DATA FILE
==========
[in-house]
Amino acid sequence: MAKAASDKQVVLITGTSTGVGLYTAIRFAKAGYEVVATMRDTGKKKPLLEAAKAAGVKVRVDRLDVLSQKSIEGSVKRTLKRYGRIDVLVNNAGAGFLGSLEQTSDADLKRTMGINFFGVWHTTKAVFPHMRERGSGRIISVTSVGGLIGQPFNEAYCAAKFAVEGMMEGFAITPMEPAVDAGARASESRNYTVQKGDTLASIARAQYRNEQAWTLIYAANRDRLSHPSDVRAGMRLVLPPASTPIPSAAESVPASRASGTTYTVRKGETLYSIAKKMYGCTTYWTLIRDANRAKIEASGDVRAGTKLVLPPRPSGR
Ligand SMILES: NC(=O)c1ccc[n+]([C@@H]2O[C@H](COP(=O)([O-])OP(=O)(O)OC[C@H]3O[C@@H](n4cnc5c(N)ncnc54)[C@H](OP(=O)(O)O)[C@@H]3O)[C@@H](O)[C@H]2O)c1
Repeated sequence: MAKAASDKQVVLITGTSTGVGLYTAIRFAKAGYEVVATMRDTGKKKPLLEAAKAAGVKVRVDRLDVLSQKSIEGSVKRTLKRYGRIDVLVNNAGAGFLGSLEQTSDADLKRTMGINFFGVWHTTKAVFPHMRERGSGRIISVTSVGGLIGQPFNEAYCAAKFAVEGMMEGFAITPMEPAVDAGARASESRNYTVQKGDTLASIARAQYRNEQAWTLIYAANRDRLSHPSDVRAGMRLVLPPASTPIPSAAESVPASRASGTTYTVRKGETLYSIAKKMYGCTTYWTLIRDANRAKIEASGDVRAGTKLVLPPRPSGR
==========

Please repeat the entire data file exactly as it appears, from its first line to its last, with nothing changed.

[in-house]
Amino acid sequence: MAKAASDKQVVLITGTSTGVGLYTAIRFAKAGYEVVATMRDTGKKKPLLEAAKAAGVKVRVDRLDVLSQKSIEGSVKRTLKRYGRIDVLVNNAGAGFLGSLEQTSDADLKRTMGINFFGVWHTTKAVFPHMRERGSGRIISVTSVGGLIGQPFNEAYCAAKFAVEGMMEGFAITPMEPAVDAGARASESRNYTVQKGDTLASIARAQYRNEQAWTLIYAANRDRLSHPSDVRAGMRLVLPPASTPIPSAAESVPASRASGTTYTVRKGETLYSIAKKMYGCTTYWTLIRDANRAKIEASGDVRAGTKLVLPPRPSGR
Ligand SMILES: NC(=O)c1ccc[n+]([C@@H]2O[C@H](COP(=O)([O-])OP(=O)(O)OC[C@H]3O[C@@H](n4cnc5c(N)ncnc54)[C@H](OP(=O)(O)O)[C@@H]3O)[C@@H](O)[C@H]2O)c1
Repeated sequence: MAKAASDKQVVLITGTSTGVGLYTAIRFAKAGYEVVATMRDTGKKKPLLEAAKAAGVKVRVDRLDVLSQKSIEGSVKRTLKRYGRIDVLVNNAGAGFLGSLEQTSDADLKRTMGINFFGVWHTTKAVFPHMRERGSGRIISVTSVGGLIGQPFNEAYCAAKFAVEGMMEGFAITPMEPAVDAGARASESRNYTVQKGDTLASIARAQYRNEQAWTLIYAANRDRLSHPSDVRAGMRLVLPPASTPIPSAAESVPASRASGTTYTVRKGETLYSIAKKMYGCTTYWTLIRDANRAKIEASGDVRAGTKLVLPPRPSGR